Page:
Pharma Accused of Creating Less Effective Aspirin Tablets To Justify
Expensive Blood Thinners
by Bill Sardi: If
Debt Limit Is Abolished, What Will Happen to the Price of Gold?
A report in
the New York Times accuses Big Pharma of rigging the ineffectiveness
of cheaper blood thinners like aspirin to covertly coerce doctors
into prescribing more expensive pills like Plavix and Warfarin (coumadin).
York Times report emanates from a study published in Circulation,
a journal of The American Heart Association, which found the problem
of aspirin resistance, estimated to affect 5-40% of aspirin users,
is not physiological resistance at all but rather ineffectiveness
caused by the enteric coating of the aspirin pills.
who made this discovery covered for the drug company by calling
the problem "An Unintended Consequence of Enteric Coating Aspirin."
But the New York Times article said "some prominent
doctors say that the prevalence of the condition has been exaggerated
by companies and drug makers with a commercial interest in proving
that aspirin – a relatively iinexpensive, over-the-counter drug
whose heart benefits have been known since the 1950s – does not
In the first
phase of the study researchers gave plain aspirin to 40 subjects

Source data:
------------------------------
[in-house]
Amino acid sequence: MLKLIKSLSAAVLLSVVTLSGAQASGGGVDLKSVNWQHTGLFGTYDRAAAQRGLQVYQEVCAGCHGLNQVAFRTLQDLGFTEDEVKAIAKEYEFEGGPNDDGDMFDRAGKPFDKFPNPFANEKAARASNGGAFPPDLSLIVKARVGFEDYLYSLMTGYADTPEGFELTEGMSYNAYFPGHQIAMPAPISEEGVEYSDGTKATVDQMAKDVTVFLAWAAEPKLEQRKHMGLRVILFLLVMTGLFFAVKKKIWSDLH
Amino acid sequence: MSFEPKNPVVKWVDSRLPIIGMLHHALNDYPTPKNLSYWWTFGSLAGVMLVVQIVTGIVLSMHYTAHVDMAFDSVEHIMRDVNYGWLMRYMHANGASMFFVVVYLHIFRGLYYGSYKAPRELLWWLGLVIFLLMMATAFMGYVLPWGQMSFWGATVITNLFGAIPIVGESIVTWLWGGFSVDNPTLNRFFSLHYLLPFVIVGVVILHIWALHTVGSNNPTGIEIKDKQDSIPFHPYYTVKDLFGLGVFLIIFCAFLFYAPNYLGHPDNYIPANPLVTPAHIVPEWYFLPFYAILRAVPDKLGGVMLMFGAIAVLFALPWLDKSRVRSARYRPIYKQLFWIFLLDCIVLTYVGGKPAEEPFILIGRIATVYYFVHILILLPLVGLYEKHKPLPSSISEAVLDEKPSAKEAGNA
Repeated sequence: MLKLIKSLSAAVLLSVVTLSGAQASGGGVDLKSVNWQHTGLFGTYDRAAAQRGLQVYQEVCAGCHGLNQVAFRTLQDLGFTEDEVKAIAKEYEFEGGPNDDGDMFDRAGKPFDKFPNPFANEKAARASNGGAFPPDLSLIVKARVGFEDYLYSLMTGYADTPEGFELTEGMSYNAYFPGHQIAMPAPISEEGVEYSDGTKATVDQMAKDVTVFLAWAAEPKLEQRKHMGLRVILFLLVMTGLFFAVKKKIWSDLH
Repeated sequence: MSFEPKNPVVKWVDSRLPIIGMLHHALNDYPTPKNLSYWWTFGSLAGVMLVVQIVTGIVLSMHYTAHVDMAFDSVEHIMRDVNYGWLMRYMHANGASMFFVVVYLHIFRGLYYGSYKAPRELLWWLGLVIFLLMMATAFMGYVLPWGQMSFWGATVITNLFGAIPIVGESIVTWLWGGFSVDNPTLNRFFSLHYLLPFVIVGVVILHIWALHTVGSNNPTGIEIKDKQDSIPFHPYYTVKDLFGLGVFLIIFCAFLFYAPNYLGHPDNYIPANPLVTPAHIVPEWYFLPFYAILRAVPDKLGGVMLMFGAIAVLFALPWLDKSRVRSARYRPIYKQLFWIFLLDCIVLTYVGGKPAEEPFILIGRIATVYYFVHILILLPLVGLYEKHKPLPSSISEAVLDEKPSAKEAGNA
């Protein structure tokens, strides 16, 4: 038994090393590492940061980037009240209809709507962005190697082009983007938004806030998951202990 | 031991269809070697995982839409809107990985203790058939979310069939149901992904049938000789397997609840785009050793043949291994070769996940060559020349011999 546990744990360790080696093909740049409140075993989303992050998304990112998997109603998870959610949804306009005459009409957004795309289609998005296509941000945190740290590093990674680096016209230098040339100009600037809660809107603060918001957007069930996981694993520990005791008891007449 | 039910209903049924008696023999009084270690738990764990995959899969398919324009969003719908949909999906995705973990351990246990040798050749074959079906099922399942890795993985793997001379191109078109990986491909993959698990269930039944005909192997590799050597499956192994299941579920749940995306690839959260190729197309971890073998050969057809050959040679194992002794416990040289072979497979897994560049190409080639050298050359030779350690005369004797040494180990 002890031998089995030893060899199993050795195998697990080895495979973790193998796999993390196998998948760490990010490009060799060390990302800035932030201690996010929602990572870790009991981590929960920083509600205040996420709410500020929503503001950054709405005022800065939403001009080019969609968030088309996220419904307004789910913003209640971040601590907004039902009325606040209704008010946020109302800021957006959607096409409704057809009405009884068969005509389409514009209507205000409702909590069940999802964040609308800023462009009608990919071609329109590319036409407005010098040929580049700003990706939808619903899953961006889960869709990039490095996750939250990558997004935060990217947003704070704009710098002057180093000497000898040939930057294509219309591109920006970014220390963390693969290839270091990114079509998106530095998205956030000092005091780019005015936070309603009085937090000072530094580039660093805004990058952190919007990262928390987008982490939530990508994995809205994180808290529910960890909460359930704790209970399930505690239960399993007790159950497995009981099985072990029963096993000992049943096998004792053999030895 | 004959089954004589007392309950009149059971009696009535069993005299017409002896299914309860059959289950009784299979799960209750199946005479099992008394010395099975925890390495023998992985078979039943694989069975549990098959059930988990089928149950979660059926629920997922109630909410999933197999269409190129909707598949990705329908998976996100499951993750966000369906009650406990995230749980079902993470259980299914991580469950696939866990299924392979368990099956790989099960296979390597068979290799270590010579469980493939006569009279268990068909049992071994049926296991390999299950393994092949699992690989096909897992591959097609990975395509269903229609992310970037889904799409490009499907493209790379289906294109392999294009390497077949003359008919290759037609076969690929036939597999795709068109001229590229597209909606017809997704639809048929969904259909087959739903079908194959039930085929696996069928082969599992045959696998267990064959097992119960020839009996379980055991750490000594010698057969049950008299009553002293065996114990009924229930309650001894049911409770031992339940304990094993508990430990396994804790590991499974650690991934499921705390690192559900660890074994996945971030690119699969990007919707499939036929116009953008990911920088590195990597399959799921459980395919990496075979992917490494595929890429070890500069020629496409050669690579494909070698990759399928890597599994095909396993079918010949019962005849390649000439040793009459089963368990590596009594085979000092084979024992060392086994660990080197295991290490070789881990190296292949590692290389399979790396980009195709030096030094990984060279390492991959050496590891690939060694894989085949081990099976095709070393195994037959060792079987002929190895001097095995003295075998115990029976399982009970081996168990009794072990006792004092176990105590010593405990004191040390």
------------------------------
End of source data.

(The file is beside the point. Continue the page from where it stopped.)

and found no aspirin resistance. Then in a second phase of the study
360 subjects received coated aspirin tablets, said to be "safer"
because the coating protects against bleeding gastric ulcers which
can have mortal consequences for elderly patients, and 108 of them
were resistant up to 8 hours after taking aspirin. A third phase
of the study found no cases of aspirin resistance among 400 subjects.
dismissed the findings of the report saying eventually the aspirin
worked to prevent blood clots over time. But patients at risk for
a heart attack weren't protected from clots that can form in coronary
arteries in the first hours after taking aspirin.
A check on
the history of this problem reveals enteric coating as a possible
cause of aspirin resistance was first
posed in the medical literature in 2008. Two years earlier researchers
coating appeared to reduce the effectiveness of aspirin, but
didn't relate this to aspirin resistance.
A cursory investigation
shows that two widely touted prescription blood thinners, Plavix
and Warfarin (coumadin), sell for around 96-cents and 59-cents per
tablet while enteric-coated aspirin tablets run around 4-cents apiece.
Â© 2012 Bill Sardi, Knowledge of Health, Inc. Not for
posting on other websites.
him mail] is a frequent writer on health and political
topics. His health writings can be found at www.naturalhealthlibrarian.com.
latest book is Downsizing
© 2012 Bill Sardi Word of Knowledge Agency, San Dimas, California.
This article has been written exclusively for www.LewRockwell.com
and other parties who wish to refer to it should link rather than
post at other URLs.
Best of Bill Sardi